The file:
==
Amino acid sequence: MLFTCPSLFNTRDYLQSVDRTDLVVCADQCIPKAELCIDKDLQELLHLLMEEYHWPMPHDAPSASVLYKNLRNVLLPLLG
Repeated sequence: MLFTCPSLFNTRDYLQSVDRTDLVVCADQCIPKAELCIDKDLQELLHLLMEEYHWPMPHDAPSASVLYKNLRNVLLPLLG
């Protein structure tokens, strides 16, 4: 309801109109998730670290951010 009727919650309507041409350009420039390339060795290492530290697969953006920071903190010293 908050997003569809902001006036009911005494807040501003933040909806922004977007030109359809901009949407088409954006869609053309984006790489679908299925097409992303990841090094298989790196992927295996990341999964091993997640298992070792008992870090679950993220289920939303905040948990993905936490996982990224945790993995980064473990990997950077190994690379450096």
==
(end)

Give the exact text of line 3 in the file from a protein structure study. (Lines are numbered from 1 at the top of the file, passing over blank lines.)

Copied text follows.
């Protein structure tokens, strides 16, 4: 309801109109998730670290951010 009727919650309507041409350009420039390339060795290492530290697969953006920071903190010293 908050997003569809902001006036009911005494807040501003933040909806922004977007030109359809901009949407088409954006869609053309984006790489679908299925097409992303990841090094298989790196992927295996990341999964091993997640298992070792008992870090679950993220289920939303905040948990993905936490996982990224945790993995980064473990990997950077190994690379450096």